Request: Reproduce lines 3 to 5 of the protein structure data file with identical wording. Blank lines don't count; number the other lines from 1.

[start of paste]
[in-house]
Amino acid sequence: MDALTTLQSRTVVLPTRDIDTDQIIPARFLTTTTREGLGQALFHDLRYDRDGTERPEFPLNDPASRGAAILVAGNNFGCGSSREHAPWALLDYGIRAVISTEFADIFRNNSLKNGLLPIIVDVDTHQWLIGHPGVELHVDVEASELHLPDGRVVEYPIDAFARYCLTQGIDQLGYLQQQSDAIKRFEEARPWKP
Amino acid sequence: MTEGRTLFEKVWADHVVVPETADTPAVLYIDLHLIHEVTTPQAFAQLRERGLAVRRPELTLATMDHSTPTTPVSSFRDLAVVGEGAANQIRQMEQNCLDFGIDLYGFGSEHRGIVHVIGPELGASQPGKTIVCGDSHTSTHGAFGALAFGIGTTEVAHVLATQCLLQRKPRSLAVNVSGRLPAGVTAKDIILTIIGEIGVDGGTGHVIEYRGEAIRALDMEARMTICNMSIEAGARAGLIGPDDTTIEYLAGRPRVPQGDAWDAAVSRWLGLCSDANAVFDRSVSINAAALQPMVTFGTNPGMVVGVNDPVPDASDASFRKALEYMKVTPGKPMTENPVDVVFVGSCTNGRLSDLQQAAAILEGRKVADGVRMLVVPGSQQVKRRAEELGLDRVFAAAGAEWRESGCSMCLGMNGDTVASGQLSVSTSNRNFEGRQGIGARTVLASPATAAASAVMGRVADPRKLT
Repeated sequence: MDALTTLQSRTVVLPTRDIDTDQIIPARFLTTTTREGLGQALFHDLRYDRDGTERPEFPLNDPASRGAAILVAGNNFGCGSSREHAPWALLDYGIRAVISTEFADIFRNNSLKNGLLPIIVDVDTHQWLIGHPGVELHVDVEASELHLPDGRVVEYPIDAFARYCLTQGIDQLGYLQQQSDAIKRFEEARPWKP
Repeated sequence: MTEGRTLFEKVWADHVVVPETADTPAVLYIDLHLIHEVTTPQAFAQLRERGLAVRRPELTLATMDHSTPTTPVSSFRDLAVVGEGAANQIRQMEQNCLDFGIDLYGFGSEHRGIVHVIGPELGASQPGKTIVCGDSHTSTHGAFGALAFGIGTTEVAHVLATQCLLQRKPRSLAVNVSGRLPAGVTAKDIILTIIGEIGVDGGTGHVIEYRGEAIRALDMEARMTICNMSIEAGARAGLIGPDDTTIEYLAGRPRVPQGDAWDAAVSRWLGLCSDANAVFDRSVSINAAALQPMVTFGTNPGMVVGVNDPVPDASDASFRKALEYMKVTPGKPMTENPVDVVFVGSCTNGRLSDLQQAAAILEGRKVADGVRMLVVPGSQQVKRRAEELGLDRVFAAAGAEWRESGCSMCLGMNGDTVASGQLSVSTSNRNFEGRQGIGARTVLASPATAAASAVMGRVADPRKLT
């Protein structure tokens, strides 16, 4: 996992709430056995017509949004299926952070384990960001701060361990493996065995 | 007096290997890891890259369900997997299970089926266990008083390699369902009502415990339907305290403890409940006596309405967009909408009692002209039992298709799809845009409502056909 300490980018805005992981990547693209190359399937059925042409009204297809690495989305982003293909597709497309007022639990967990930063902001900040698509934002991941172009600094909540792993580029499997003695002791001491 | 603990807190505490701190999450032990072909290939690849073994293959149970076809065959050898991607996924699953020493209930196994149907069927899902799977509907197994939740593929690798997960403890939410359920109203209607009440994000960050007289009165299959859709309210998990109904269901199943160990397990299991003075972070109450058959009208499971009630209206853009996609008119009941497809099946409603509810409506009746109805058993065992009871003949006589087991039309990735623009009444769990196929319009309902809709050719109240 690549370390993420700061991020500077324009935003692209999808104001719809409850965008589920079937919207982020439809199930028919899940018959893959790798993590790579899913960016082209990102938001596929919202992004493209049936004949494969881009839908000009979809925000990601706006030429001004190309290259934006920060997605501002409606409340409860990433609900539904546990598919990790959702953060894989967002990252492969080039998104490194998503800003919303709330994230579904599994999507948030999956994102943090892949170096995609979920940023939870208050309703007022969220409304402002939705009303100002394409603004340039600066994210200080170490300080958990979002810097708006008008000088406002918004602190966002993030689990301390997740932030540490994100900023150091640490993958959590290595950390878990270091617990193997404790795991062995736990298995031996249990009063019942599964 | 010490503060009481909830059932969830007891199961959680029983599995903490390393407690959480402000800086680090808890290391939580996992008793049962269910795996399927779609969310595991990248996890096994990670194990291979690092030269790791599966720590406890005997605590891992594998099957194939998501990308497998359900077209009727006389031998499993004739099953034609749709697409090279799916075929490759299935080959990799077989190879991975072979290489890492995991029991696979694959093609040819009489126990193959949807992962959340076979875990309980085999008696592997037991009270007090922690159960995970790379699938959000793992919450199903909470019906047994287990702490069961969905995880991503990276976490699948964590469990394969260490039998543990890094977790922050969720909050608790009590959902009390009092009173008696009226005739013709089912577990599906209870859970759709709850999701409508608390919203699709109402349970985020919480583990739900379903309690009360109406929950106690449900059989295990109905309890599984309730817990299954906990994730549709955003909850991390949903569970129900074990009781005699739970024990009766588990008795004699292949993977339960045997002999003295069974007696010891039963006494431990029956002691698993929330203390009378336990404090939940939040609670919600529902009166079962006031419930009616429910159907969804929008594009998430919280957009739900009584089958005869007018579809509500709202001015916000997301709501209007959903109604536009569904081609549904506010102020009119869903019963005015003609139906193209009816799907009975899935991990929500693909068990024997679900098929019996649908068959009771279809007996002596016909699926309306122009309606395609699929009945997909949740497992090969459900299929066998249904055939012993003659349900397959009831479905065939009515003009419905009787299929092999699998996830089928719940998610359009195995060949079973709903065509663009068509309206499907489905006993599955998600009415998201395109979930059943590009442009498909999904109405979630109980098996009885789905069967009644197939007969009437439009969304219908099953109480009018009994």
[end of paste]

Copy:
Amino acid sequence: MTEGRTLFEKVWADHVVVPETADTPAVLYIDLHLIHEVTTPQAFAQLRERGLAVRRPELTLATMDHSTPTTPVSSFRDLAVVGEGAANQIRQMEQNCLDFGIDLYGFGSEHRGIVHVIGPELGASQPGKTIVCGDSHTSTHGAFGALAFGIGTTEVAHVLATQCLLQRKPRSLAVNVSGRLPAGVTAKDIILTIIGEIGVDGGTGHVIEYRGEAIRALDMEARMTICNMSIEAGARAGLIGPDDTTIEYLAGRPRVPQGDAWDAAVSRWLGLCSDANAVFDRSVSINAAALQPMVTFGTNPGMVVGVNDPVPDASDASFRKALEYMKVTPGKPMTENPVDVVFVGSCTNGRLSDLQQAAAILEGRKVADGVRMLVVPGSQQVKRRAEELGLDRVFAAAGAEWRESGCSMCLGMNGDTVASGQLSVSTSNRNFEGRQGIGARTVLASPATAAASAVMGRVADPRKLT
Repeated sequence: MDALTTLQSRTVVLPTRDIDTDQIIPARFLTTTTREGLGQALFHDLRYDRDGTERPEFPLNDPASRGAAILVAGNNFGCGSSREHAPWALLDYGIRAVISTEFADIFRNNSLKNGLLPIIVDVDTHQWLIGHPGVELHVDVEASELHLPDGRVVEYPIDAFARYCLTQGIDQLGYLQQQSDAIKRFEEARPWKP
Repeated sequence: MTEGRTLFEKVWADHVVVPETADTPAVLYIDLHLIHEVTTPQAFAQLRERGLAVRRPELTLATMDHSTPTTPVSSFRDLAVVGEGAANQIRQMEQNCLDFGIDLYGFGSEHRGIVHVIGPELGASQPGKTIVCGDSHTSTHGAFGALAFGIGTTEVAHVLATQCLLQRKPRSLAVNVSGRLPAGVTAKDIILTIIGEIGVDGGTGHVIEYRGEAIRALDMEARMTICNMSIEAGARAGLIGPDDTTIEYLAGRPRVPQGDAWDAAVSRWLGLCSDANAVFDRSVSINAAALQPMVTFGTNPGMVVGVNDPVPDASDASFRKALEYMKVTPGKPMTENPVDVVFVGSCTNGRLSDLQQAAAILEGRKVADGVRMLVVPGSQQVKRRAEELGLDRVFAAAGAEWRESGCSMCLGMNGDTVASGQLSVSTSNRNFEGRQGIGARTVLASPATAAASAVMGRVADPRKLT